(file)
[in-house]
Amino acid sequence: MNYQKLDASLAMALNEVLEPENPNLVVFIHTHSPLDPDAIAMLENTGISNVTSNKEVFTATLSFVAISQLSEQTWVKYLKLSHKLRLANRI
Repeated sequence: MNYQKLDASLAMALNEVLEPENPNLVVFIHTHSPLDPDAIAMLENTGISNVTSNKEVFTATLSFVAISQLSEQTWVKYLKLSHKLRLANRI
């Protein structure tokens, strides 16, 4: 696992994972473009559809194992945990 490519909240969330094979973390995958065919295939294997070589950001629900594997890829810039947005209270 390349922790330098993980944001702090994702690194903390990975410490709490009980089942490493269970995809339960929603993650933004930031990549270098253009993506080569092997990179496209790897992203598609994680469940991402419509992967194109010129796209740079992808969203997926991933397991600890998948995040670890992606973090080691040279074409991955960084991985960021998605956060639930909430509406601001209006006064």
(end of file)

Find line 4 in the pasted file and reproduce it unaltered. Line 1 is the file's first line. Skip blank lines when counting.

């Protein structure tokens, strides 16, 4: 696992994972473009559809194992945990 490519909240969330094979973390995958065919295939294997070589950001629900594997890829810039947005209270 390349922790330098993980944001702090994702690194903390990975410490709490009980089942490493269970995809339960929603993650933004930031990549270098253009993506080569092997990179496209790897992203598609994680469940991402419509992967194109010129796209740079992808969203997926991933397991600890998948995040670890992606973090080691040279074409991955960084991985960021998605956060639930909430509406601001209006006064």